Incoming city administrator brings unique perspective to the role

Rosanna Bayon Moore in Piedmont Park

There are myriad differences between Antioch — where Rosanna Bayon Moore was, until recently, assistant city manager — and Piedmont, where she is now the city administrator. The two cities’ physical sizes and populations are but two areas pointing up the dissimilarities.

But Bayon Moore’s experience gleaned from public service in Antioch, as well as from Brawley, and that city’s population somewhere in between Antioch and Piedmont, figure to translate to Piedmont just fine, she said. 

“Wherever you are, you’re working thoughtfully within the envelope of your city’s boundaries,” Bayon Moore. “Local government usually deals with similar sorts of resources and regulatory structure.

“No matter where you are, it’s similar,” she said.

Before spending 2 ½ years in Antioch, Bayon Moore had spent nine years as city manager in Brawley, a community of about 27,000 near the Mexican border east of San Diego.  

And not inconsequentially, Bayon Moore also spent four years on the city council in El Centro, just south of Brawley, from 2003 to 2007. She was mayor the final year of that term. Having been part of city government from both sides provides invaluable perspective, she said.

Bayon Moore looks forward to engaging with the community.

“There really is a big difference between a policy maker and a policy implementer,” Bayon Moore said. Her time on the council, she said, was a “great way to appreciate the role of the policy maker.” That experience, she said, will help her give Piedmont council members the kind of information they want in the ways they want it.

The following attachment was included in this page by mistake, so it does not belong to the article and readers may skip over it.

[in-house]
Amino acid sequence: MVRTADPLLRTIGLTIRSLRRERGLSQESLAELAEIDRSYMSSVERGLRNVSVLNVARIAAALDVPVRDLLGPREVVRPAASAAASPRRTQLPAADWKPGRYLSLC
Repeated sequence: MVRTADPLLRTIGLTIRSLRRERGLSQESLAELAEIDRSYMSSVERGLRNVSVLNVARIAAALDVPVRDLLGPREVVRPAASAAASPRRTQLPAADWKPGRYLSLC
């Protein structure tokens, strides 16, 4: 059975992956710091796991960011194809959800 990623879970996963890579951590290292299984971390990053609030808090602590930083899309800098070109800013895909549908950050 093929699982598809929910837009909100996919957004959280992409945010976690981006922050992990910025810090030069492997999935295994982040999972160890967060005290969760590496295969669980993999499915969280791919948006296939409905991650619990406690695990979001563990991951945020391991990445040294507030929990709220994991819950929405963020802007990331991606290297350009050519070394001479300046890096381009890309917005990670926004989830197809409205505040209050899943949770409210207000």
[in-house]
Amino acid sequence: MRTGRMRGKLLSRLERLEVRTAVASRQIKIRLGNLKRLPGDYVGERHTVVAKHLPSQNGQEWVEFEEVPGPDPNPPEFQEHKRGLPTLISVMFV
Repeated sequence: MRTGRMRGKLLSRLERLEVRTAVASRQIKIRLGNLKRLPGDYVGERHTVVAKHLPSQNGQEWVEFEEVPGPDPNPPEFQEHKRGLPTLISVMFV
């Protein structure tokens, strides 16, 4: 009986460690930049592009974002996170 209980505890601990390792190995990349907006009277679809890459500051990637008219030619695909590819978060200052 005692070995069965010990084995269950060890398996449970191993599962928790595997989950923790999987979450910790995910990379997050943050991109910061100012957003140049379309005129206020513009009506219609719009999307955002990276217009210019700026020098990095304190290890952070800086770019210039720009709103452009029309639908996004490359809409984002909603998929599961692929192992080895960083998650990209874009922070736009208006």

Something all Bay Area cities are grappling with is housing, and their state-guided “Housing Element” blueprints for accommodating future housing growth. Piedmont’s ongoing work on its 2023-2031 Housing Element, which had been at the center of now-retired City Administrator Sara Lillevand’s everyday job duties, figures to be front and center on Bayon Moore’s plate too, along with the related work on the Moraga Canyon Specific Plan and a similar plan for the Civic Center area, which includes City Hall. She said she can draw on experience helping Antioch work through its own Housing Element, especially in the search for prospective developer partners. 

“The city’s in the driver’s seat in regard to what is wanted by the community,” said Bayon Moore, who lives in Antioch with her husband Dean Syrengelas, two sons, and her mother.

Another priority in the near future, Bayon Moore said, will be to help the city develop a solution to its multiple aging and otherwise deficient building spaces including, most critically, its cramped, outdated emergency dispatch center.   

To help inform that and other city processes, Bayon Moore said she wants to host a series of listening sessions to hear from residents how they want the city to grow, to improve itself, and address problems. She said wants to help bolster relationships between Piedmont residents and their local government.

“I’m an absolute believer in being accessible,” she said. 

Bayon Moore noted, though, that she comes into a new job where the citizenry is already unusually engaged. Piedmont, she says, has a lot of committees and commissions for a city its size. That is an indicator of a high level of volunteerism, which is a good sign for any community.

“The amount of engagement here is really encouraging to see,” Bayon Moore said. “That’s what a healthy community is all about.”

Photos by Sam Richards | Contact Sam Richards at

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